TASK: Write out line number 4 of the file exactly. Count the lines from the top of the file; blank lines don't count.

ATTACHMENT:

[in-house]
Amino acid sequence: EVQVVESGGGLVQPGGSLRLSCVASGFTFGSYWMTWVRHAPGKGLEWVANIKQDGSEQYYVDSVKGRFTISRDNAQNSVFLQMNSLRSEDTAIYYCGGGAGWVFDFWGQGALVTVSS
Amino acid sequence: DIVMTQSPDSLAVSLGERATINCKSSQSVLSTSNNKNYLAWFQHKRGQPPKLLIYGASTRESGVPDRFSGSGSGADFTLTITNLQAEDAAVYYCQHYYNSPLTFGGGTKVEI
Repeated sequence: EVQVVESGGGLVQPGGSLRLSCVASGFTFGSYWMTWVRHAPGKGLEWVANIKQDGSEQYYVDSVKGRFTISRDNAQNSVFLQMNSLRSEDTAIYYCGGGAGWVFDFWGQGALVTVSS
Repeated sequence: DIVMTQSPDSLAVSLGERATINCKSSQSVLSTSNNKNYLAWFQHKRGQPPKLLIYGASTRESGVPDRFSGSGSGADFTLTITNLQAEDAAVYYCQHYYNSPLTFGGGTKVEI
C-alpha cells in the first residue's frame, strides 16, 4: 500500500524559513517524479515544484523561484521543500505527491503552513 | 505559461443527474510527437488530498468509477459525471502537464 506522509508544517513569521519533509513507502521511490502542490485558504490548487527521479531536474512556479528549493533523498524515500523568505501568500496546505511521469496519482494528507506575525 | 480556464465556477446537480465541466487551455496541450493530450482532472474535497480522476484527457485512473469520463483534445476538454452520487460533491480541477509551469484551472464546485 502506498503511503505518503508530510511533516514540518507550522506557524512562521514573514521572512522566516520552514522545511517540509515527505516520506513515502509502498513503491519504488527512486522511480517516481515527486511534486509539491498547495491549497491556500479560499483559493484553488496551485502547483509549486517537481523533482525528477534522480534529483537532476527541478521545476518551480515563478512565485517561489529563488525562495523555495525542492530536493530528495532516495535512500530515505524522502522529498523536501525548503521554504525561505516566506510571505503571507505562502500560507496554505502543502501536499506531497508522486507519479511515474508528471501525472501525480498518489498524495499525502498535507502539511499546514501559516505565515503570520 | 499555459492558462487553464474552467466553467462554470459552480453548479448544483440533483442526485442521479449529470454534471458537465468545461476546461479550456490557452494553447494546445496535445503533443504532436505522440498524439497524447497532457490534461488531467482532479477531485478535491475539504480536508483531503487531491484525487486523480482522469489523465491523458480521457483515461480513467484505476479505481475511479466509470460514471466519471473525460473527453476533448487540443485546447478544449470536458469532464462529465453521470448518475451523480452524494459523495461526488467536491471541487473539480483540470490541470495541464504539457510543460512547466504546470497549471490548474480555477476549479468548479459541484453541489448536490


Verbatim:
Repeated sequence: EVQVVESGGGLVQPGGSLRLSCVASGFTFGSYWMTWVRHAPGKGLEWVANIKQDGSEQYYVDSVKGRFTISRDNAQNSVFLQMNSLRSEDTAIYYCGGGAGWVFDFWGQGALVTVSS